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The diagnosis of measles is often made through the classic clinical presentation. However, laboratory confirmation can be made through serologic testing using measles specific IgM or IgG titers or viral culture using throat or nasal swabs. Prior to the presentation of the rash, measles can mimic other diseases and conditions including influenza, croup, other viral illnesses, and pneumonia. Once the rash develops, other differential diagnoses may include: allergic drug reactions, Epstein-Barr Virus (EBV), infectious mononucleosis, Kawasaki disease, Rocky Mountain spotted fever, toxic shock syndrome, scarlet fever, fifth disease, rubella (German measles), and varicella (chickenpox).

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Because measles is caused by a virus, there is no known cure. Treatment mainly consists of good hydration with fluids, rest, antipyretics, and vitamin A supplementation. In some cases when an individual is markedly febrile, dehydration occurs and intravenous rehydration is required. Most cases of measles are uncomplicated and resolve in 7 days to 10 days after the onset of illness. Secondary bacterial infections, such as otitis media or pneumonia, will need to be treated with antibiotics. On rare occasions, the virus infects the central nervous system causing encephalitis-related complications.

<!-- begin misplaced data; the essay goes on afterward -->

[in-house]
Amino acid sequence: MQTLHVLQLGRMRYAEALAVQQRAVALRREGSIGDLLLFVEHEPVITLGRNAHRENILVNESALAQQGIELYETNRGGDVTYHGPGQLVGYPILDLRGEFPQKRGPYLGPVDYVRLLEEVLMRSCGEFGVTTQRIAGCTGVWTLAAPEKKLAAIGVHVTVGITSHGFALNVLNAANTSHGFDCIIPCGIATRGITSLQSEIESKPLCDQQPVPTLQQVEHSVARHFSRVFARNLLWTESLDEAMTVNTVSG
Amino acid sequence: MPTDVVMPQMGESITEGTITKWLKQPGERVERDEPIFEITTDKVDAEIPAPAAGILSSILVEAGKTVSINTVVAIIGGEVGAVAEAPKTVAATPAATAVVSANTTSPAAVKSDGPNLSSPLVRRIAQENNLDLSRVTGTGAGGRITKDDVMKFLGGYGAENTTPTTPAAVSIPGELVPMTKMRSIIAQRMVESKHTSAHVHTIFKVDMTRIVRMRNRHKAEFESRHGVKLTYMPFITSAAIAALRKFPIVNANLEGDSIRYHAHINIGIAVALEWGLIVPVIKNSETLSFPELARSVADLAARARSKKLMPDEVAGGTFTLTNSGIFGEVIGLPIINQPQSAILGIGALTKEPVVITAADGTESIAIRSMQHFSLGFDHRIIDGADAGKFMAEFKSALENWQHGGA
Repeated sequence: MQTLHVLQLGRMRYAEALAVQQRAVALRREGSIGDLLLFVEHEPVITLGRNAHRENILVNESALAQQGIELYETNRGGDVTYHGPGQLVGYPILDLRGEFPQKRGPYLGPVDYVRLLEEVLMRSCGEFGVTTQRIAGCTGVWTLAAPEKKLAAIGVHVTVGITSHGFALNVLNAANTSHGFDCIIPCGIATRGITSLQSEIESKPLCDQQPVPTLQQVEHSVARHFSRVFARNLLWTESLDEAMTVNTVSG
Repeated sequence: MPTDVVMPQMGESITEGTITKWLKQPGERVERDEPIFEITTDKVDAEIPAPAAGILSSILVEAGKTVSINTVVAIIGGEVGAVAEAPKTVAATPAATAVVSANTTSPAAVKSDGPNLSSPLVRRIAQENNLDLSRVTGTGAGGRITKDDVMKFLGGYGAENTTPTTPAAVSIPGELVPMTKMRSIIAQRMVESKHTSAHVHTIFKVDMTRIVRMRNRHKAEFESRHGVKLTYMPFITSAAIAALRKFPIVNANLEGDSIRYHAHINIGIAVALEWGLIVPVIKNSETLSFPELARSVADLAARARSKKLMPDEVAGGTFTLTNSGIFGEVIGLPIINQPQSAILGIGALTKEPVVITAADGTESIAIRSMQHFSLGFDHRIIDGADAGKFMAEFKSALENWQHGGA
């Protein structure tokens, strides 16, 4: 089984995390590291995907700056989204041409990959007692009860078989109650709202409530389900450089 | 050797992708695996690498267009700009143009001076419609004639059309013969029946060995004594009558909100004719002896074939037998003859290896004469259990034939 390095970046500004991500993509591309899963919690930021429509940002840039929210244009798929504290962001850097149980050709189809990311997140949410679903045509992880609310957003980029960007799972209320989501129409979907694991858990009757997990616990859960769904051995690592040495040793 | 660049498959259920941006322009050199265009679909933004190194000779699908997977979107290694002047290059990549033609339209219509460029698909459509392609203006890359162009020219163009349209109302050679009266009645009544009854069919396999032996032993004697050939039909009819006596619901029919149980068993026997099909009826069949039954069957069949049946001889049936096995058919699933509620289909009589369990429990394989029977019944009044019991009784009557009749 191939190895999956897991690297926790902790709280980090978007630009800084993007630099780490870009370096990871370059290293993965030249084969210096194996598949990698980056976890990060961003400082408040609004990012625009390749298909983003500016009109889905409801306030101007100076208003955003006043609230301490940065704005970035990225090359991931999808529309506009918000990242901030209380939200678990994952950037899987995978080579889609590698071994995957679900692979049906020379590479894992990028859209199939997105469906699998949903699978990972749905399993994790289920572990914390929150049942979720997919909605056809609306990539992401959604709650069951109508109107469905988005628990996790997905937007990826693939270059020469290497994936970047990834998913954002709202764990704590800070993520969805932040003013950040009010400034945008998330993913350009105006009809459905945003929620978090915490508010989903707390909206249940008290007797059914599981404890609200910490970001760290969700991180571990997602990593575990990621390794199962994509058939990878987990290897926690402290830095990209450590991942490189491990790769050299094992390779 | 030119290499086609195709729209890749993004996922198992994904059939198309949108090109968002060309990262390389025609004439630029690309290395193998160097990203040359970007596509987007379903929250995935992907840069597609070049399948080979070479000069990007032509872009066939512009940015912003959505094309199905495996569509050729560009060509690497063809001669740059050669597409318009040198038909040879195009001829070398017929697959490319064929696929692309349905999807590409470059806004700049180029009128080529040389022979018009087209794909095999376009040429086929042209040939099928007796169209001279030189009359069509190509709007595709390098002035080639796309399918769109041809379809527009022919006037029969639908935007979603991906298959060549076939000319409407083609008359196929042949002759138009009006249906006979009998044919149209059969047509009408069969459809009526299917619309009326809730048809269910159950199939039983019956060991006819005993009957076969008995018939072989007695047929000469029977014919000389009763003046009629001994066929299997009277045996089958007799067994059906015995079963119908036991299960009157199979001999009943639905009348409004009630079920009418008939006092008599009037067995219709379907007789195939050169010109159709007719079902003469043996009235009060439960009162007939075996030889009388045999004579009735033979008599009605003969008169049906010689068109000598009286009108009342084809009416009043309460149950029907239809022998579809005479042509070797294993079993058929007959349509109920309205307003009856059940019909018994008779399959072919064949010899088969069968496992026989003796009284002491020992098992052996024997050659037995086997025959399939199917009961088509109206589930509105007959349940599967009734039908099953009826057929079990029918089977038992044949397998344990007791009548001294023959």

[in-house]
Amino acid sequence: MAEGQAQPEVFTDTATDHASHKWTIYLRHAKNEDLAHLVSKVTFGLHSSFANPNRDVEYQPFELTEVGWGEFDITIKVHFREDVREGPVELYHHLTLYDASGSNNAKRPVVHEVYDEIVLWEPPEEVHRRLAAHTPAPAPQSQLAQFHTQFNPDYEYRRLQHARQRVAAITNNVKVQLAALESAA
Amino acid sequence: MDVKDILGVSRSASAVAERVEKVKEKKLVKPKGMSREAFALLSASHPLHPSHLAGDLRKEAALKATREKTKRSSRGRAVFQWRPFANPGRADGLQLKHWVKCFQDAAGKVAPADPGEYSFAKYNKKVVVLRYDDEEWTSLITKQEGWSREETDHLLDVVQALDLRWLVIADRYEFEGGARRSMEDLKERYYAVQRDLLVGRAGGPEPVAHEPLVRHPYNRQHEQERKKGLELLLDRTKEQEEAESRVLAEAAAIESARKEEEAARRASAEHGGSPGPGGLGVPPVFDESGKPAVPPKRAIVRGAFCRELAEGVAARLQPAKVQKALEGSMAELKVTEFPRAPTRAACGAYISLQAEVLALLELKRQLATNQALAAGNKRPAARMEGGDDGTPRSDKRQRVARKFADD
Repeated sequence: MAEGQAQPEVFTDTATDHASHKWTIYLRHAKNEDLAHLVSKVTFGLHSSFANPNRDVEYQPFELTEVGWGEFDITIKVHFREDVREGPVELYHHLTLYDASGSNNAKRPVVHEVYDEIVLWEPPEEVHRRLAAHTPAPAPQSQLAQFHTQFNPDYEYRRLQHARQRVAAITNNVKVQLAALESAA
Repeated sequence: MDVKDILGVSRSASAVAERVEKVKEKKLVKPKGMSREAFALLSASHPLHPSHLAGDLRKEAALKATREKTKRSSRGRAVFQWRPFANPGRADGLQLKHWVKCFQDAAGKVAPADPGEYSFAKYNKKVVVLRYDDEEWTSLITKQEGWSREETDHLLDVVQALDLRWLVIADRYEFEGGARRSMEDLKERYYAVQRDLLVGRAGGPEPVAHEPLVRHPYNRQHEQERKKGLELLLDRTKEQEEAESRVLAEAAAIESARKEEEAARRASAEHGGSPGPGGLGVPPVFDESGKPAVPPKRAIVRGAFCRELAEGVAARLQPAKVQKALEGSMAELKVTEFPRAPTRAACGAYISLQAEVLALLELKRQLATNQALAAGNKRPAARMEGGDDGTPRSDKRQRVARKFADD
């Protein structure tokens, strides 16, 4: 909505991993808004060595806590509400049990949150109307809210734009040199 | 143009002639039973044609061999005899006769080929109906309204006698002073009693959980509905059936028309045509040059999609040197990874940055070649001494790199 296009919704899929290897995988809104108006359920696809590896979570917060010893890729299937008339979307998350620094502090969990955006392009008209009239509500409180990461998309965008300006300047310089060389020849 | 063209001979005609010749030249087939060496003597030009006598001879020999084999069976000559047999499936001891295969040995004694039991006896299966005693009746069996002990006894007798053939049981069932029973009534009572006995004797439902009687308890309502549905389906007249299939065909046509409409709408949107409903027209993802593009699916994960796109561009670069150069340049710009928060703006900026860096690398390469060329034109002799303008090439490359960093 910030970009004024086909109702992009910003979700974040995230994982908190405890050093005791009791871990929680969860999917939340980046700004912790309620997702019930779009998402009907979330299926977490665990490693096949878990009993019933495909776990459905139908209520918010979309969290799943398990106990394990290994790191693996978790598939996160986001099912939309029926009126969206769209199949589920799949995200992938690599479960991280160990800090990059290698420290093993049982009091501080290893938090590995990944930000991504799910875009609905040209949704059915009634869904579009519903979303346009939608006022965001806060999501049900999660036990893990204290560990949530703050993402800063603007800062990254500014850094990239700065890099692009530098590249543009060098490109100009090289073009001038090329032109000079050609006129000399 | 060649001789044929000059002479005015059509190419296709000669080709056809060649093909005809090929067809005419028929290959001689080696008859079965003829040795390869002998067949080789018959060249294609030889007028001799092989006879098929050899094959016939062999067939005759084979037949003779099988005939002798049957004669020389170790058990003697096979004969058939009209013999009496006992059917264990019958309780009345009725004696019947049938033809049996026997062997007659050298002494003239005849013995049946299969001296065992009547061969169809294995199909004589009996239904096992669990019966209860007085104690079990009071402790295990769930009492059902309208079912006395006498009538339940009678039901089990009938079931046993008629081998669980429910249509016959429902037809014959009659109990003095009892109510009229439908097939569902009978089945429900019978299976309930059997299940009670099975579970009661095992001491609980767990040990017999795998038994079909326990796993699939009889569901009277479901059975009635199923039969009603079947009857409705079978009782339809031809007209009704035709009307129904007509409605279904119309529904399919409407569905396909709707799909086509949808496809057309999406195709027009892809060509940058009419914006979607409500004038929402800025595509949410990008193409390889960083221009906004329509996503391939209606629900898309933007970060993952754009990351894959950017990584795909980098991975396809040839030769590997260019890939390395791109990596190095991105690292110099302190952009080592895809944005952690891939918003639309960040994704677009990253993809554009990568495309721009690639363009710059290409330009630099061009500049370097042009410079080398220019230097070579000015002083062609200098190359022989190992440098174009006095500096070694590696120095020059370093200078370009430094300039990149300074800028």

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Oral health professionals are well suited to support primary prevention. A main line of defense against spreading infectious diseases is assessment of the patient’s medical history. As such, all patients should have a full medical history taken and reviewed at each appointment. Collecting immunization information is also important, as it provides the opportunity to encourage vaccination for prevention of infectious diseases. Patient masks should be available in the reception area along with a hand sanitizer dispenser. Furthermore, one of the first presenting symptoms for measles is hyperpyrexia (high fever). Therefore, collecting and assessing vital signs, including temperature, for a symptomatic patient is a critical factor in preventing further transmission of the virus.

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Infection Control Protocol

Most important, if a patient is displaying signs and symptoms of measles infection, precautions must be implemented. First, oral health care treatment should be deferred, and the patient should be referred immediately to his or her primary physician for diagnosis and treatment. Second, as measles is a nationally notifiable disease, oral health professionals need to be well versed in the procedures and protocols used to notify the state Department of Health. The dental office is required to contact the state Department of Health to document the case and to ensure notification is rendered to other potentially exposed patients as measles is a notifiable infectious disease. Finally, safeguard the dental team by confirming that dental staff members have updated immunizations to prevent spreading the virus to potentially unvaccinated family members and other patients.